And when you do something with all the love, and connectivity, then what it is meant to give you it is already giving you and what comes out of it is a by-product. And naturally that resultant product is something that will be to your satisfaction because you have given your utmost to it. So yes, that's what I would like to say that the final outcome is for a public gaze. But for me it is the act of creativity that's done rather privately. And probably it's all for most creative people because that's what the studio does for us. It is like a little temple where we are spending so much time towards stretching ourselves evolving, connecting with ourselves.
Rahul: In your recent exhibit, there are works that seem to be non-representational (or abstracted) and then there is imagery that has direct references, for instance the lotus leaves made through piercing paper. How do you explain the varied approach within the same presentation?
Manisha: There were a lot of non-representational and some representational works. But who is to say that both in the same place are not justified? Who makes those rules? We live a life where I sometimes wear a traditional Indian dress and sometimes a pair of jeans; I eat pasta and I eat roti. I have a certain liking for sci-fi movies and then I'll go to something poetic. So who is to draw the line that one is permissible and other is not. I feel I lead a very eclectic life and that's the way I create. I don't make boundaries… actually on the contrary our own boundaries are becoming porous. I am oscillating between paintings, sculpture found objects, embroidery cloth. And, yes, my life is as eclectic as it gets, and therefore completely unorthodox in the way I look at things.
Rahul: Lastly, you have a parallel ongoing engagement of documenting artists in their studios. You also share friendship across the border and share stories of pain of partition of India. How do the two worlds – your photographic work and your own art practice merge, or do they? Are there references to that in your current works?
Manisha: That is a very interesting question with which I have toyed with my own mind many times, wondering that I have in fact three parallel practices, that of painting, my partition project, and artists of the lens, my photography project. The partition project titled postcards from home emerged from artists of the lens. It was when I was photographing the Pakistani artists in Lahore and Karachi that I realised the similarity between the stories I grew up with listening to. My parents leaving what was then India in post partition, leaving their homes overnight to come to India as refugees. And I heard similar stories in Pakistan. So, from my photography project emerged the partition project. And I have for the longest time asked myself, ‘How come they are not merging?’ And at the same time, I tell myself, ‘So what if they don't merge?’ I can continue having parallel projects.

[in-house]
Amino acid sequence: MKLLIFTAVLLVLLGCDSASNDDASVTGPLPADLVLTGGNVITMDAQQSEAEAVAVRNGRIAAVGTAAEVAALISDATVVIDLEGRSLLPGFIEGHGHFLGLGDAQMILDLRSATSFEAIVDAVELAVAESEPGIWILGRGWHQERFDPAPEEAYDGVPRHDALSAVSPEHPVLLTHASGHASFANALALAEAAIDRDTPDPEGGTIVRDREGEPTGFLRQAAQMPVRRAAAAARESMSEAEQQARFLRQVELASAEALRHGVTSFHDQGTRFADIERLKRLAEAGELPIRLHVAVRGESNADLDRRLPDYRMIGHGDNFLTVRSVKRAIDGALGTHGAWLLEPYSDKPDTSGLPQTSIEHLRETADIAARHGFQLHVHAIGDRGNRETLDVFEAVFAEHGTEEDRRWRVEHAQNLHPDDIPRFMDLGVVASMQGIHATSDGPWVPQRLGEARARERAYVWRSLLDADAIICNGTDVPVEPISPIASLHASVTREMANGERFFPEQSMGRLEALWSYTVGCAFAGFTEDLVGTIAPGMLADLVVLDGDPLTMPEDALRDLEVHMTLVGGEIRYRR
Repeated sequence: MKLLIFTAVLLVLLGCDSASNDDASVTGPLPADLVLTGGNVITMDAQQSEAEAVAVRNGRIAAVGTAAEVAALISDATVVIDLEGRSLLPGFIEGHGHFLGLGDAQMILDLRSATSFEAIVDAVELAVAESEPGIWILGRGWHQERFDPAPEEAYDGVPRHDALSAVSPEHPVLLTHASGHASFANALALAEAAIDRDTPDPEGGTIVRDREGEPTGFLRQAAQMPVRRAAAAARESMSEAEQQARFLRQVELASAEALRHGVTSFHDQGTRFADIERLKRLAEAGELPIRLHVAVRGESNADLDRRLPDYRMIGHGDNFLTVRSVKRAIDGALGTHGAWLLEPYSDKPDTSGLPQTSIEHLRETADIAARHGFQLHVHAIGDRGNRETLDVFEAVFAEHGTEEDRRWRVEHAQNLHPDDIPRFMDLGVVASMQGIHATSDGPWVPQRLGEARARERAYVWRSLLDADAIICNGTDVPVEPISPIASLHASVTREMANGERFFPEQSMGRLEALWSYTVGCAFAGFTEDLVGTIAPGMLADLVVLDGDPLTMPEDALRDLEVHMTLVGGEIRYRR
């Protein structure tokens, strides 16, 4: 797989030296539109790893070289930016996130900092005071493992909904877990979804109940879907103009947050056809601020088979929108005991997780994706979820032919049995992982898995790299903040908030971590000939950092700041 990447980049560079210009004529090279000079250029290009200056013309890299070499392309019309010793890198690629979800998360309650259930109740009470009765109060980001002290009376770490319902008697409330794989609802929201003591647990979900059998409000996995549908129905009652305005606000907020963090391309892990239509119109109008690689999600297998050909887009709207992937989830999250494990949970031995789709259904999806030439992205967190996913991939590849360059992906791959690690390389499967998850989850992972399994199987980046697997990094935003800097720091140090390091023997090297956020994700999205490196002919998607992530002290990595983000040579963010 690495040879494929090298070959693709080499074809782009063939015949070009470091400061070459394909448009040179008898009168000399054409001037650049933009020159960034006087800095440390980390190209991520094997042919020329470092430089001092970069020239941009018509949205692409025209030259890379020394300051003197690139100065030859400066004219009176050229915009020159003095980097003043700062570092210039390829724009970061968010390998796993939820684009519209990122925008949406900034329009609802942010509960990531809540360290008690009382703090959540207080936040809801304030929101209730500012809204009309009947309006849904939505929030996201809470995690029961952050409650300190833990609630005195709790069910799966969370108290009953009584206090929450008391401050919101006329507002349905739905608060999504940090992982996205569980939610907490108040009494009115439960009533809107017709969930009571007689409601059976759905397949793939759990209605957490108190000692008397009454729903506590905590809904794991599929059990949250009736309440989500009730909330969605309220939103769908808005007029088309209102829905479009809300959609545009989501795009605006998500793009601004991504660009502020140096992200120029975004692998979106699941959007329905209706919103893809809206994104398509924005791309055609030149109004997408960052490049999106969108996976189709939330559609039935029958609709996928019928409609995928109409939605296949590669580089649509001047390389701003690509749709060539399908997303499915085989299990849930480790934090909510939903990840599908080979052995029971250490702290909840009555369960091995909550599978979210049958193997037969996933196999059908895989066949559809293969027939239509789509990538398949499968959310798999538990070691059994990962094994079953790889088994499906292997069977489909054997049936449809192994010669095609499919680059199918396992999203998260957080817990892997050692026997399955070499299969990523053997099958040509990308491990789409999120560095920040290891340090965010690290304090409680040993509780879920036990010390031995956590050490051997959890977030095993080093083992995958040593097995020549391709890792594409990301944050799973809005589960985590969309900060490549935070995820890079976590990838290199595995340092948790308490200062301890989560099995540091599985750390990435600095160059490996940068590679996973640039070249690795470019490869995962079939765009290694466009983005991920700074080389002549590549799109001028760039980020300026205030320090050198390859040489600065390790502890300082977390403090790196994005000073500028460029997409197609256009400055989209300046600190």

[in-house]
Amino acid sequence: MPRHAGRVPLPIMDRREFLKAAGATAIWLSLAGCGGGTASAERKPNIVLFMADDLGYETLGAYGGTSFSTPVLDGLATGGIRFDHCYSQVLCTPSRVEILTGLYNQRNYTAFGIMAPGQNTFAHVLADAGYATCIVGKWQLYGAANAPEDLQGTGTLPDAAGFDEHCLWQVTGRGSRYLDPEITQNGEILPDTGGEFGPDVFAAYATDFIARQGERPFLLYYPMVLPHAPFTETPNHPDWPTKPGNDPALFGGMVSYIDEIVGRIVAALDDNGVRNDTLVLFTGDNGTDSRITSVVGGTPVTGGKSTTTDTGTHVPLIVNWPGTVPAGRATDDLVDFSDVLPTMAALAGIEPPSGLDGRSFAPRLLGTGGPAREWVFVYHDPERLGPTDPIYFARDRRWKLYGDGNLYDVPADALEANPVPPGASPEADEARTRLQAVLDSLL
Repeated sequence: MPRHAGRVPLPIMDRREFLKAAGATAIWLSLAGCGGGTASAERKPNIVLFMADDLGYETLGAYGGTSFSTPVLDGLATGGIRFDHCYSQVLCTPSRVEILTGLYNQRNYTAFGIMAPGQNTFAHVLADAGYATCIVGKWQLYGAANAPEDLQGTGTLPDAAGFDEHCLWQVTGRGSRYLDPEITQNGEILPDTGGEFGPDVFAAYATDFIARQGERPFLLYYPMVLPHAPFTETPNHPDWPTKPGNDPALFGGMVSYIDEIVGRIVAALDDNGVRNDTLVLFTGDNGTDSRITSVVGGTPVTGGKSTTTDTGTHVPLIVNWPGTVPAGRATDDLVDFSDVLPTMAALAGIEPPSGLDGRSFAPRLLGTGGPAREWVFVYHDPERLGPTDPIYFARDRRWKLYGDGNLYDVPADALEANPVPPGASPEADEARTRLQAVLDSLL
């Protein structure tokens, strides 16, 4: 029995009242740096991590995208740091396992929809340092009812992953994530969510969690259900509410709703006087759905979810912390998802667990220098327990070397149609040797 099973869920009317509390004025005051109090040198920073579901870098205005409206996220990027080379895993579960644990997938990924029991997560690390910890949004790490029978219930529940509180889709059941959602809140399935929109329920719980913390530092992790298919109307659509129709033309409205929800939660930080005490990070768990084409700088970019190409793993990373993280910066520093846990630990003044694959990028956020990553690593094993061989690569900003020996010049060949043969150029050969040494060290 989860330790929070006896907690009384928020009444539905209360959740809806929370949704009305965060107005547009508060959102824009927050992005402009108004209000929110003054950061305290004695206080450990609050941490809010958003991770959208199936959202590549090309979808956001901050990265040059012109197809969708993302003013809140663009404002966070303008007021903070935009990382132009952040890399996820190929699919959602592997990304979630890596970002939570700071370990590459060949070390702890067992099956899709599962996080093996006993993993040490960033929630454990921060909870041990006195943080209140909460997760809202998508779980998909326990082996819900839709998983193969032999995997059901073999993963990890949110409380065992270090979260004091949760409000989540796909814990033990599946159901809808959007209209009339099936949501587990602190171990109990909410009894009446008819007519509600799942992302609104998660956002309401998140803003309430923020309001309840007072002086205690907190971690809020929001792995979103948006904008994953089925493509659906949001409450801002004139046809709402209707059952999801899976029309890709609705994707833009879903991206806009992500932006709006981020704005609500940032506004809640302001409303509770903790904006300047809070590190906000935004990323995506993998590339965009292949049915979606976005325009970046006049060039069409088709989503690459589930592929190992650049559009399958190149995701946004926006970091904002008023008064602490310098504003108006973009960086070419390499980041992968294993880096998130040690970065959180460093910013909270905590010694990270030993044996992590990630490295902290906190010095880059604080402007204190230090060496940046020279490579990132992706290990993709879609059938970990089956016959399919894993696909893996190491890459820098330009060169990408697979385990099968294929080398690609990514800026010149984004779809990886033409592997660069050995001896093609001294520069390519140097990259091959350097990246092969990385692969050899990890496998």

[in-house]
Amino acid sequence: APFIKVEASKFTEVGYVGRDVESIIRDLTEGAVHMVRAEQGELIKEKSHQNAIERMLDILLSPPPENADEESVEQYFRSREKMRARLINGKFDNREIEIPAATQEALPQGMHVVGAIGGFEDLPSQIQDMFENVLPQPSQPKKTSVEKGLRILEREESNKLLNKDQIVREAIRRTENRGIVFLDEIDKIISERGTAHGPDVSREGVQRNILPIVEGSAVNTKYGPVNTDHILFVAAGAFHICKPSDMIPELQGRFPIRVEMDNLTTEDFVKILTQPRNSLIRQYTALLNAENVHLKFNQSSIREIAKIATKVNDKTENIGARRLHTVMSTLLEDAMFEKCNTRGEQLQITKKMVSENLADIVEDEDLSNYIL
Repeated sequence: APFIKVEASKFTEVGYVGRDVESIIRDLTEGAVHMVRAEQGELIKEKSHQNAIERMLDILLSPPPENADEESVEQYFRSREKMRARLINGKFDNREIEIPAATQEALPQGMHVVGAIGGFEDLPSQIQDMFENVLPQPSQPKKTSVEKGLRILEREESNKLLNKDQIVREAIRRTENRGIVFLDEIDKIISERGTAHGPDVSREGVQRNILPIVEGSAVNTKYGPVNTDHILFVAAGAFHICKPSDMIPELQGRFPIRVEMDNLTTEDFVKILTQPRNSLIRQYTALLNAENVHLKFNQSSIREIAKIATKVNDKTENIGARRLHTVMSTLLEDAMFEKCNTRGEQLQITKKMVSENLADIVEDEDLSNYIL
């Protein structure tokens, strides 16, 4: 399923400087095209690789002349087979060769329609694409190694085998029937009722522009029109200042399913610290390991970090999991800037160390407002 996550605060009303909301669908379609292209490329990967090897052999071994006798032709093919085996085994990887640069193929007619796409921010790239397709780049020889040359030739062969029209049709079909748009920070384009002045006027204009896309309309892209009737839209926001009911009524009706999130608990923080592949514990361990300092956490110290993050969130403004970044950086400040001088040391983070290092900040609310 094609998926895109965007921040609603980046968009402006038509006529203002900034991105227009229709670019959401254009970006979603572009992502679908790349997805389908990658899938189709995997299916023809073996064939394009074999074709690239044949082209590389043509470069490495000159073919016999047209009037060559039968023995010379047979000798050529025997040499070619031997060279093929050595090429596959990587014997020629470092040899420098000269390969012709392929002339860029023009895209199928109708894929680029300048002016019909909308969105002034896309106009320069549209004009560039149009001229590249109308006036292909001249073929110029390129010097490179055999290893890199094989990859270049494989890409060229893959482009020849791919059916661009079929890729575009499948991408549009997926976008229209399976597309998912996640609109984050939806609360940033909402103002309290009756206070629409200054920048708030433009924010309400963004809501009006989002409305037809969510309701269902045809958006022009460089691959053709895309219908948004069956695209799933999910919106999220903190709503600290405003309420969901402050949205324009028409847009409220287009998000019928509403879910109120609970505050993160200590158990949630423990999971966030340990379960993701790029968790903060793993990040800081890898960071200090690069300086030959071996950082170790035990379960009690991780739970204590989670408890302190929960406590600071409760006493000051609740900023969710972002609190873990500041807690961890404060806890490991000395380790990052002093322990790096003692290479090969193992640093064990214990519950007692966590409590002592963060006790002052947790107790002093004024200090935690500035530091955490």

But I do feel that in this show, and the dots connect now, they did come together. And that happened in a rather poetic way, where I asked a very simple question when I was about to begin a certain work: if our borders, our fences, gathered moss? And it was this thought that gave me a visual of fences gathering moss…referencing an extended garden. It became one with the landscape and ceases to be a fence. And this poetic thought led to a series of works. And from that particular thought, also came the second thought which led to another body of work, which was called bleeding borders, where I have actually painted the reality. The reality is that our Chinese and Pakistani borders are troubled areas, and they do prevent us from being a very strong Indian subcontinent. And in this case, the fences are meant to play the role of barricade and stop communication. They are made by incising the black painted paper from the back so that white pulp begins to show. And the fence looks like a fence of iron. So yes, for me the partition project and the photography project did merge in this body of work, rather organically…rather subconsciously. But that is precisely the way I work. I let my heart on my sleeve, so to say, and it is sometimes only in hindsight that I ask myself why I did what I did. I let my emotions flow. I start with a blank piece of canvas or paper or a found object which is waiting for me to mould it and give it another form. The ‘thinking’ sometimes actually happens later.